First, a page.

Chase is one of three finalists for the Biletnikoff Award (Nation’s Best Receiver). Chase tied the SEC record for touchdown receptions this year with 18. He currently leads the nation in TD receptions, receiving yards (1,498) and yards per game (124.8).

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Ray Crittenden Jersey Retro

As Eastern Illinois football toils through fall camp under first-year coach Adam Cushing, the JG-TC is examining each position group. Next in the series: the secondary.

Returning players: DB Corneliuss Page (R-Sr.), S Ray Crittenden (R-Jr.), S Edwyn Brown (R-Soph.), S Iziah Gulley (R-Jr.), S Bryce Dewberry (Soph.), CB Xzavier Shugars (R-Sr.), S Marcus Bornslater (R-Soph.), CB Mark Williams (R-Jr.), DB Charles Shelton IV (R-Fr.), CB Jordan Jackson (R-Jr.), CB Jonas Filer (R-Soph.), S Darius Waddell (R-Fr.), DB D.J. Perry (R-Soph.)

Incoming players: CB Donovan Perkins (Fr.), CB J.J. Ross (Fr.), CB Nile Hill (Fr.), CB Dylan Hughes (Fr.), CB T.J. Davis (Fr., walk-on), S Matt Ross (Fr.) DB Jordan Williams (Fr.), S Brandon Guido (Fr., walk-on), DB Connor Aldrich (Fr.)

Departed players: CB DySaun Smith (Sr.), DB Ryan Mosley (Fr.), WR/DB Javon Turner (Sr.)

Biggest offseason development: Smith, an 11-game starter at corner, is out of eligibility. As is Turner, a former Penn State wide receiver who started one game at corner in 2018. But those two are the only notable departed starters from last year’s secondary. Darshon McCullough and Courtney Rowell moonlighted as defensive backs last year but are now back at their original running back position. McCullough started three games at the “star” hybrid spot.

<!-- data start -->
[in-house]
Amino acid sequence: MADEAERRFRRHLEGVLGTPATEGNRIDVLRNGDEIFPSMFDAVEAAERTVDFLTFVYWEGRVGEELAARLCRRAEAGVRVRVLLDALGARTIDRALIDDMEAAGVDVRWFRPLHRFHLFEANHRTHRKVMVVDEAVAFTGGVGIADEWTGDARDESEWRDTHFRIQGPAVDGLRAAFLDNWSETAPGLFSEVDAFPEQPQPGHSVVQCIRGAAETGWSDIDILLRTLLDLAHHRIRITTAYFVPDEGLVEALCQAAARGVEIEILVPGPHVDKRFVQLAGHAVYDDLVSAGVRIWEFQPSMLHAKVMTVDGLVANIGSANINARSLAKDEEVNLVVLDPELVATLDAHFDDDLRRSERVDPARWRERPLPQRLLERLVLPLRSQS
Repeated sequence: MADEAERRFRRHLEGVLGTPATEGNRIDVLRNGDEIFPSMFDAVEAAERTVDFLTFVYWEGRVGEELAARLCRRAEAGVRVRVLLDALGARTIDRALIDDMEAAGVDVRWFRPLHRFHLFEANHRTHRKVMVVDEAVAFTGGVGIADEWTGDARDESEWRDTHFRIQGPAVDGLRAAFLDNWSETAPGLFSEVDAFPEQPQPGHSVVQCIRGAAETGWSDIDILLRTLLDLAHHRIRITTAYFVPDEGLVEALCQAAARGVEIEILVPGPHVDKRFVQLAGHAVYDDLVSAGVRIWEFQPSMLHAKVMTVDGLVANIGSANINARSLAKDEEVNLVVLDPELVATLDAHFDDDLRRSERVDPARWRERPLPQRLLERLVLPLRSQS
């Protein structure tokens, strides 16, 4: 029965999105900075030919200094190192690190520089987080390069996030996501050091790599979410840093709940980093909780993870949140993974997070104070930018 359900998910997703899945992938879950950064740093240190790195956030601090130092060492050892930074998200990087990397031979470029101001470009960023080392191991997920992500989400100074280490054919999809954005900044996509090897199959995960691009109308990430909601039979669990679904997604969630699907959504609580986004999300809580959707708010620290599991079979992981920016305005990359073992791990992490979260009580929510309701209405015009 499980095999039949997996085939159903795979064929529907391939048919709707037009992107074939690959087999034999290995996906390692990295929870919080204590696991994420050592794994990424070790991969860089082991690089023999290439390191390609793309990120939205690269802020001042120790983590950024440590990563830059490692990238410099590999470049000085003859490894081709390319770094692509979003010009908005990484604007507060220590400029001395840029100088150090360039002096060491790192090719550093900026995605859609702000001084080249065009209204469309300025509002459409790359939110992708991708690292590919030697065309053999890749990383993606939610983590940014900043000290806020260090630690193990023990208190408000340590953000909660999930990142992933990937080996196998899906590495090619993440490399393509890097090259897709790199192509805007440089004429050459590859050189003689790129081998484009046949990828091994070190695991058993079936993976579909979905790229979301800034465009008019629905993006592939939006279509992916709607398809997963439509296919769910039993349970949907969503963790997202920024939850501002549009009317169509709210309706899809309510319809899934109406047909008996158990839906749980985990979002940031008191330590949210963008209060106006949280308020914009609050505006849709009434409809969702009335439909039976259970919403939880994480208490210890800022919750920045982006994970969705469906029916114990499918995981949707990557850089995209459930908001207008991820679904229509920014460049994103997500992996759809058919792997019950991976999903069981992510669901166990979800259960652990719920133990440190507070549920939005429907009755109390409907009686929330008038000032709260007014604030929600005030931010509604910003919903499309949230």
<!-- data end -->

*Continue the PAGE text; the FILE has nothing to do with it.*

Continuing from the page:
In short
EIU returns the primary starter at three of the four main positions. Both safety spots featured a revolving door of starters, but the primary guys (Brown and Crittenden) and the occasional starters (Gulley and Dewberry) are back. Page and Crosby both started at the star, along with McCullough.

Defensive coordinator Chris Bowers cautions against reading too much into that, though. He and Cushing don’t care who did what last year. No one has earned snaps based on their 2018 job title. Heck, the coaches don’t even know those titles.

“I’d read about us and think, ‘I wonder who they are,’” Bowers said. “I hadn’t paid attention. I think everyone knew from the moment we got here that from January 7 on would determine what happened.”

What to like
Bowers isn’t faced with identifying contributors from a cadre of entirely unknown commodities. While the receiver room and the offensive line faces that issue, EIU has eight defensive backs who have started at least three games in their careers. Mark Williams, the group’s most experienced player, started all but one game in his first two seasons at EIU.

“He has played a lot of football,” Bowers said. “He’s a heck of a player. You can trust him out there.”

That group should be past the stages of adjustment to the college game’s speed and complexity. Their growth has to come from technical improvement and execution of assignments, and that’s where the coaches will have their biggest impact.

Several of the returners played significant snaps early in their careers. Williams started as a true freshman. Brown and Gulley cracked the rotation to become starters as redshirt freshmen. Dewberry was a rotation player and three-game starter as a true freshman. Shugars was a part-time starter as a freshman and a regular in 2017 before an injury wiped out his 2018 season.